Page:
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18th Nike Outdoor Nationals
June 19-21, 2008 - North Carolina A&T University, Greensboro NC

NON is Showtime for Shaw
Sidelined Ohio senior Mike Shaw grabs triple gold

by DyeStatIL assistant editor Dave Devine
Photos by John Dye

The rocket fuel running through Ohio sprinter Mike Shaw’s veins of has been on competitive ice for a while. The talented Trotwood-Madison senior has been ineligible to compete for his high school’s track team since April due to a controversy regarding residency issues. The University of Michigan football signee’s family was investigated this spring by the Ohio High School Athletic Association (OHSAA) for falsifying Shaw’s residence after a January 2007 transfer from Dayton, Ohio's Archbishop Alter to Trotwood-Madison. As a result, and despite a last-minute legal appeal, he was restricted from competing in the Ohio state meet earlier this month.

While that ruling was a major setback for one of the nation’s top speedsters, this past weekend at the 2008 Nike Outdoor Nationals, Shaw (left) finally had a chance to light that fallowed rocket fuel, competing for Trotwood-Madison’s post-season incarnation, Waggoner’s Raiders.

Boy, did he ever burn bright.

Any questions about Shaw’s fitness or his commitment to his team were banished on the first full day of competition, when he secured the first of three gold medals by anchoring the Raiders to a blazing US#2 1:25.18 victory in the 4x200. Runner-up was South Lakes VA, well back in 1:26.42.

“My coach told me what workouts to do,” Shaw said of his hiatus, “and I told him, ‘I’m going to be ready, don’t worry about me.’”

Randy Waggoner (right, photo by Vic Sailer), venerable assistant coach at Trotwood-Madison (and of his eponymous "Raiders"), was named the 2008 Nike Outdoor Nationals Coach of the Year in a ceremony before the start of the Saturday evening finals. He, for one, wasn’t worried about Shaw.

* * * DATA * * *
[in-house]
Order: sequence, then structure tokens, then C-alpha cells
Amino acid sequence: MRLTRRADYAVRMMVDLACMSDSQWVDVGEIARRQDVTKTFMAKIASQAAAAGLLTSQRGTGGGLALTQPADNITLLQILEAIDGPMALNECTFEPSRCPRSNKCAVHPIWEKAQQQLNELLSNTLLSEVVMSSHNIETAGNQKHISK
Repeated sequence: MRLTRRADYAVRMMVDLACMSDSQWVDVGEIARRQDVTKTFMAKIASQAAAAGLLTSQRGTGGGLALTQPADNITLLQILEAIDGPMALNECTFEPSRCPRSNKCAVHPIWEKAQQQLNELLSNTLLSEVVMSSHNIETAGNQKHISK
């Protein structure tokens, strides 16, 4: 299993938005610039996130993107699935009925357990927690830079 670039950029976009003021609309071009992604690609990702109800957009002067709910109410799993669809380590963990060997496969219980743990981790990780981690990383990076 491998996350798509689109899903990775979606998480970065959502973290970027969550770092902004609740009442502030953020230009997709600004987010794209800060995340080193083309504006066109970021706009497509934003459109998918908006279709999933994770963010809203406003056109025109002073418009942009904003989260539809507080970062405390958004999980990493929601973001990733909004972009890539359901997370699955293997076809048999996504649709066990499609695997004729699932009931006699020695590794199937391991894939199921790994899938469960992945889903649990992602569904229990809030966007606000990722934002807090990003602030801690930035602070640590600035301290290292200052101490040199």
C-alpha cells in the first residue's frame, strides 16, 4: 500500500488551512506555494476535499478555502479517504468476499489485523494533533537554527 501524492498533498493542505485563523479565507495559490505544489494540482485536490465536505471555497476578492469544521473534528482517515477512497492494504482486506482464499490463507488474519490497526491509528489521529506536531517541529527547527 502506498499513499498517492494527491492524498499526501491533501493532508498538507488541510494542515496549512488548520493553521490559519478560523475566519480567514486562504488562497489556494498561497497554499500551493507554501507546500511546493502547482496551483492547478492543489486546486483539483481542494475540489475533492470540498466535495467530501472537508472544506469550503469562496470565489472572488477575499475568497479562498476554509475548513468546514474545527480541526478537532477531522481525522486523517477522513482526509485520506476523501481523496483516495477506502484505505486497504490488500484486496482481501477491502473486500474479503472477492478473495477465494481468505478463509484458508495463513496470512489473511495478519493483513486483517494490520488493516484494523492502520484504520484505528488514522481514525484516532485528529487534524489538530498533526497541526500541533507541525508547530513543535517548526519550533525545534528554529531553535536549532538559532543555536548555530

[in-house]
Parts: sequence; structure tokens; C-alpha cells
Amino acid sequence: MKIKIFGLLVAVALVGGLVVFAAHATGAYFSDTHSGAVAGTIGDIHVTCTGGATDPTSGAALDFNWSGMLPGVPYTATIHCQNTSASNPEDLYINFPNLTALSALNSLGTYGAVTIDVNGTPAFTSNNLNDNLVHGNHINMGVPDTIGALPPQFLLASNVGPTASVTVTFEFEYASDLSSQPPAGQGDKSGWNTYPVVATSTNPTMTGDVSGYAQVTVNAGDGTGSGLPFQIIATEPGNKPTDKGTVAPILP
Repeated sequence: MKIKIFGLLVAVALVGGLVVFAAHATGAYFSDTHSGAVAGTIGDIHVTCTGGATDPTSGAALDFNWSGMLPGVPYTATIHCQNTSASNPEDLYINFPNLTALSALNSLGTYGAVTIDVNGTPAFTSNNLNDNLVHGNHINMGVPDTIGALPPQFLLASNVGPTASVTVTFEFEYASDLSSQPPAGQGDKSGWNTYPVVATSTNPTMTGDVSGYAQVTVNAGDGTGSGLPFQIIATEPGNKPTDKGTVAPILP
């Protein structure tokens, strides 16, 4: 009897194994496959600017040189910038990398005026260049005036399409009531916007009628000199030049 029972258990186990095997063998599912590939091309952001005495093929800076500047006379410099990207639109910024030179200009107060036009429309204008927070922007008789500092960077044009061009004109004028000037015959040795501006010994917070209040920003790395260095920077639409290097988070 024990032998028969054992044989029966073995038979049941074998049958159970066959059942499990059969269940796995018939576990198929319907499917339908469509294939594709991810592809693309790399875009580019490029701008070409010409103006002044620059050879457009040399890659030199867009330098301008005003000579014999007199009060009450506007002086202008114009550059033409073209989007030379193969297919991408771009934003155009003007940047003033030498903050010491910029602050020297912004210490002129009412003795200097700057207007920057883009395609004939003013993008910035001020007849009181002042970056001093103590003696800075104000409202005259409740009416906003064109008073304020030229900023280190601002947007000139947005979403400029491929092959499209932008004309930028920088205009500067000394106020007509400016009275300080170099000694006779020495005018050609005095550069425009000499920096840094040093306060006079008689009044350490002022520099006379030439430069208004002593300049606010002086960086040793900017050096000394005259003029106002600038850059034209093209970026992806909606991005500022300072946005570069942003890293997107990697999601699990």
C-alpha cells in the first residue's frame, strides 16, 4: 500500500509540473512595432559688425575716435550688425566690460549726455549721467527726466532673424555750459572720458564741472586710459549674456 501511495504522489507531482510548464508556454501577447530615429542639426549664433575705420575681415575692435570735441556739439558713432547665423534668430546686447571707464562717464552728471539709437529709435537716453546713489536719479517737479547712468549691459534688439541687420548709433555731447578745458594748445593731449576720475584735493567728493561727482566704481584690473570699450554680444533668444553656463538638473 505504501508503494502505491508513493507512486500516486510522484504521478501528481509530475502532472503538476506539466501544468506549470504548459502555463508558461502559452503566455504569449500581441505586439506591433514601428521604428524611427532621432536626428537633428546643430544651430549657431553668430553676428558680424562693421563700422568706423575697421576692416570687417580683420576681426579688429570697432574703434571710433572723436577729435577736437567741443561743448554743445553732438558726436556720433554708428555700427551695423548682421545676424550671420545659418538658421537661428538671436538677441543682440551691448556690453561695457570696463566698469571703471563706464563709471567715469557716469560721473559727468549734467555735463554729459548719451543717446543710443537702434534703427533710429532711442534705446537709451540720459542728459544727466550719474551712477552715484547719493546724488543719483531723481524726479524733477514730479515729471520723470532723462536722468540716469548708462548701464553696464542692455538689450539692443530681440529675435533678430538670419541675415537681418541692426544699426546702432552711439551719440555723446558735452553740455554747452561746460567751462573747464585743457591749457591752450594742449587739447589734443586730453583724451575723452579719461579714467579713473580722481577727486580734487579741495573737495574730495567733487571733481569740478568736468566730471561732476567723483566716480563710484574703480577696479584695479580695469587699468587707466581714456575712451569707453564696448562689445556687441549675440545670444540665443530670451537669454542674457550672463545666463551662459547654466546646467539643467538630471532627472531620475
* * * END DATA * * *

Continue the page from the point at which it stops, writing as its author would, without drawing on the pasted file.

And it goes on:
“He’s special,” Waggoner said. “It’s a pleasure to coach a guy like that. It seems like I’ve been coaching forever…since the 60's, and I’ve had some great guys, but he’s one of the best.”

On Saturday evening, Shaw proved the veracity of his coach’s assessment, returning to battle a 2.2 headwind and edge a closely-bunched 200 field in 21.19. In the near-blanket finish, Shaw’s surging chest thrust at the line was both the difference-maker in the furlong and a harbinger of his efforts less than an hour later in the climactic 4x400.

It was the 4x400 title Waggoner’s Raiders really coveted. Not just because they were the defending national champions, having won the 2007 version of the event on a last gasp charge by Shaw in the final fifty meters. And not just because all of the pre-race hype seemed to center on US#1 Dominguez of Compton, California, with their flashy 3:09.59 mark from the California state meet. But also because it was Coach’s favorite event.

“We wanted to do it for our coach,” Shaw said. “He got Nike National Coach of the Year, and what better way to send him out with a bang than winning his favorite race, which is the 4x4.”

First, Shaw and relaymates Derricus Purdy, Donte Lyons and sophomore Jordan Pascal would have to get past Dominguez and their not-so-secret weapon, 47-second 400 man Leon Dillihunt.